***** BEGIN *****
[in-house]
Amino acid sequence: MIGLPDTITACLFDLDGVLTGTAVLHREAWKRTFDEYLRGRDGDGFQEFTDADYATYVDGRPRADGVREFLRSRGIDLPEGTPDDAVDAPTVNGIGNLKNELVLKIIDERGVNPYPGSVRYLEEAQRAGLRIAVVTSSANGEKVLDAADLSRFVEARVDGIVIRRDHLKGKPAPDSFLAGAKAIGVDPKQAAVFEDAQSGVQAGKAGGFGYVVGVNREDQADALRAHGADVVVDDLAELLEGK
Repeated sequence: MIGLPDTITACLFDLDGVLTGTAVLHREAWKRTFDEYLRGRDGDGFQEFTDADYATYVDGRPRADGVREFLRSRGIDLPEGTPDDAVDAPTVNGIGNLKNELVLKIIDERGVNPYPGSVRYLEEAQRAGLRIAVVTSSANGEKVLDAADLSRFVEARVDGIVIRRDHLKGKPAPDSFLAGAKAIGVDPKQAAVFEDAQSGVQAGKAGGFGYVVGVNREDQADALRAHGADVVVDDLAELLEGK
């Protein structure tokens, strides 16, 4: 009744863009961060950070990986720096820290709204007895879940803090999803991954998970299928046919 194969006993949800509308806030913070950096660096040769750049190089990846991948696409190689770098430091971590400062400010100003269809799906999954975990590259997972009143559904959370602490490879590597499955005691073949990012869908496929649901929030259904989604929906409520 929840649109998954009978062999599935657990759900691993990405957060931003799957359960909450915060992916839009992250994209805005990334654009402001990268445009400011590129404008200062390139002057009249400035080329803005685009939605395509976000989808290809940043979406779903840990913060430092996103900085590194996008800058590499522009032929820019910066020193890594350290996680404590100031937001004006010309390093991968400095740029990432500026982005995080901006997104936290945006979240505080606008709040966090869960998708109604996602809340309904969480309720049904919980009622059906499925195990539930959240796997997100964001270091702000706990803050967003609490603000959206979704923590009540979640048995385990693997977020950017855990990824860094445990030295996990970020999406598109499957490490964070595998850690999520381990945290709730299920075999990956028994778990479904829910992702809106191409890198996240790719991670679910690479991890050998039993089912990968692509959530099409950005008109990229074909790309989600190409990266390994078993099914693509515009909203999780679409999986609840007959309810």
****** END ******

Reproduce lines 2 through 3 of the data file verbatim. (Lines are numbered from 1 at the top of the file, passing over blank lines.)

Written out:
Amino acid sequence: MIGLPDTITACLFDLDGVLTGTAVLHREAWKRTFDEYLRGRDGDGFQEFTDADYATYVDGRPRADGVREFLRSRGIDLPEGTPDDAVDAPTVNGIGNLKNELVLKIIDERGVNPYPGSVRYLEEAQRAGLRIAVVTSSANGEKVLDAADLSRFVEARVDGIVIRRDHLKGKPAPDSFLAGAKAIGVDPKQAAVFEDAQSGVQAGKAGGFGYVVGVNREDQADALRAHGADVVVDDLAELLEGK
Repeated sequence: MIGLPDTITACLFDLDGVLTGTAVLHREAWKRTFDEYLRGRDGDGFQEFTDADYATYVDGRPRADGVREFLRSRGIDLPEGTPDDAVDAPTVNGIGNLKNELVLKIIDERGVNPYPGSVRYLEEAQRAGLRIAVVTSSANGEKVLDAADLSRFVEARVDGIVIRRDHLKGKPAPDSFLAGAKAIGVDPKQAAVFEDAQSGVQAGKAGGFGYVVGVNREDQADALRAHGADVVVDDLAELLEGK